Is a social and natural science (combination)
Is a science
Make updatable theories that inform testable hypotheses
Psychology blurs into neuroscience, biology, sociology, economics, engineering,
computer science, linguistics, politics and education, as well as philosophy, physiology,
and other disciplines.
Summarize how psychology is relevant to many different professions:
Psychology touches every topic and industry. Understanding behaviour is a great importance to
every field. It can be divided into:
Medicine
Clinical (this is the treatment of mental disorders)
Developmental
Educational
Biological
Social
Cognitive
Industrial-organizational
Comparative
Applied psychologists can work in advertising, communications, business and human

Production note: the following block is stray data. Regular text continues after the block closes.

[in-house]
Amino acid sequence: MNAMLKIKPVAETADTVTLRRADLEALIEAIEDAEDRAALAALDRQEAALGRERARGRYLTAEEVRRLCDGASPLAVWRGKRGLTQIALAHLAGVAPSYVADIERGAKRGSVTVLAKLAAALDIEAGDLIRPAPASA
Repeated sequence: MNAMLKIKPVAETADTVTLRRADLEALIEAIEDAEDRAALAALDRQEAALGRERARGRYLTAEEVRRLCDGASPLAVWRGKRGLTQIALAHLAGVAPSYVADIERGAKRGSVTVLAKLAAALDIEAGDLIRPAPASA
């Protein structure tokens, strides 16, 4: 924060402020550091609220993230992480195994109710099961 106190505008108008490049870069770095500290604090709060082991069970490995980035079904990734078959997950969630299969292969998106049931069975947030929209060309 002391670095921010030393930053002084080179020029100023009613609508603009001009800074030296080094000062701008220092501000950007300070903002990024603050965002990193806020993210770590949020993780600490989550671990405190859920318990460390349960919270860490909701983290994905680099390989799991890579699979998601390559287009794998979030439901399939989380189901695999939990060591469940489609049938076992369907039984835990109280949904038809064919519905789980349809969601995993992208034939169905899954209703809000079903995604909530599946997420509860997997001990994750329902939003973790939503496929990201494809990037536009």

resources, and governmental and community service organizations.
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WEEK 2: Research Methods and Statistics
Explain the five principal steps of the scientific method
Describe the principles (validity, reliability, generalizability) of good experimental
design
Distinguish between independent and dependent variables.
Explain the difference between an experiment and a correlational study.
Identify the utility, advantages, and disadvantages of correlational studies.
Describe the proper procedures for the selection of participants for an experiment and their
assignment to conditions.
Demonstrate an understanding of the following concepts: descriptive and inferential
statistics, central tendency, variability, statistical significance
Apply knowledge of psychological research, critical thinking, and research design to